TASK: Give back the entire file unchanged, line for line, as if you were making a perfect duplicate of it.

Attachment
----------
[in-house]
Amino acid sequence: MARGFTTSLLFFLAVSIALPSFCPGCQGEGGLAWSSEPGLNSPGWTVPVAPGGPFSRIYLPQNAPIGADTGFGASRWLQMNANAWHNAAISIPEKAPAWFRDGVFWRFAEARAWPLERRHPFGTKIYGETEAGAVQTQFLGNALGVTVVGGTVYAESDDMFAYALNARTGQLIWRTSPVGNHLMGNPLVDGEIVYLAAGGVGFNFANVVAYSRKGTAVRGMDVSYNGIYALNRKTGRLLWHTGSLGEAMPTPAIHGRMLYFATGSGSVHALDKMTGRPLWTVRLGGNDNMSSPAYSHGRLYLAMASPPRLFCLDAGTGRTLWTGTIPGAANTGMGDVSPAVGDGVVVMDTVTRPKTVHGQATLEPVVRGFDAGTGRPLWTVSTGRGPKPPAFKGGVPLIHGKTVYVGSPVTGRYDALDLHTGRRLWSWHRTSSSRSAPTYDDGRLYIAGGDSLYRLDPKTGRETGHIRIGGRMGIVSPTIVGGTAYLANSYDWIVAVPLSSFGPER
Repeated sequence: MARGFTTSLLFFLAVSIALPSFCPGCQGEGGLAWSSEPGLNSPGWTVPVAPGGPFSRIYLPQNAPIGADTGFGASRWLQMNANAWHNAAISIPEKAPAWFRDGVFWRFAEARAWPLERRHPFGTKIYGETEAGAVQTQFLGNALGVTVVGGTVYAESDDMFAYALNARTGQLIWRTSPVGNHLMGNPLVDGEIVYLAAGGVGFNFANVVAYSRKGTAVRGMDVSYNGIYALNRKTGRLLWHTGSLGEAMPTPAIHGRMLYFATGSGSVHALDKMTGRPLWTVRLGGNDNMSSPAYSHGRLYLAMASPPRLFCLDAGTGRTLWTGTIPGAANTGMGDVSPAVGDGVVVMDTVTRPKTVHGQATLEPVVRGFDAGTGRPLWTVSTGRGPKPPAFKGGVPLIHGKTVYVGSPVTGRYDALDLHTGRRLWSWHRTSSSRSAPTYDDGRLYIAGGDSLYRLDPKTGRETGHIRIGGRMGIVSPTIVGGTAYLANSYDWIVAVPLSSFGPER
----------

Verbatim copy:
[in-house]
Amino acid sequence: MARGFTTSLLFFLAVSIALPSFCPGCQGEGGLAWSSEPGLNSPGWTVPVAPGGPFSRIYLPQNAPIGADTGFGASRWLQMNANAWHNAAISIPEKAPAWFRDGVFWRFAEARAWPLERRHPFGTKIYGETEAGAVQTQFLGNALGVTVVGGTVYAESDDMFAYALNARTGQLIWRTSPVGNHLMGNPLVDGEIVYLAAGGVGFNFANVVAYSRKGTAVRGMDVSYNGIYALNRKTGRLLWHTGSLGEAMPTPAIHGRMLYFATGSGSVHALDKMTGRPLWTVRLGGNDNMSSPAYSHGRLYLAMASPPRLFCLDAGTGRTLWTGTIPGAANTGMGDVSPAVGDGVVVMDTVTRPKTVHGQATLEPVVRGFDAGTGRPLWTVSTGRGPKPPAFKGGVPLIHGKTVYVGSPVTGRYDALDLHTGRRLWSWHRTSSSRSAPTYDDGRLYIAGGDSLYRLDPKTGRETGHIRIGGRMGIVSPTIVGGTAYLANSYDWIVAVPLSSFGPER
Repeated sequence: MARGFTTSLLFFLAVSIALPSFCPGCQGEGGLAWSSEPGLNSPGWTVPVAPGGPFSRIYLPQNAPIGADTGFGASRWLQMNANAWHNAAISIPEKAPAWFRDGVFWRFAEARAWPLERRHPFGTKIYGETEAGAVQTQFLGNALGVTVVGGTVYAESDDMFAYALNARTGQLIWRTSPVGNHLMGNPLVDGEIVYLAAGGVGFNFANVVAYSRKGTAVRGMDVSYNGIYALNRKTGRLLWHTGSLGEAMPTPAIHGRMLYFATGSGSVHALDKMTGRPLWTVRLGGNDNMSSPAYSHGRLYLAMASPPRLFCLDAGTGRTLWTGTIPGAANTGMGDVSPAVGDGVVVMDTVTRPKTVHGQATLEPVVRGFDAGTGRPLWTVSTGRGPKPPAFKGGVPLIHGKTVYVGSPVTGRYDALDLHTGRRLWSWHRTSSSRSAPTYDDGRLYIAGGDSLYRLDPKTGRETGHIRIGGRMGIVSPTIVGGTAYLANSYDWIVAVPLSSFGPER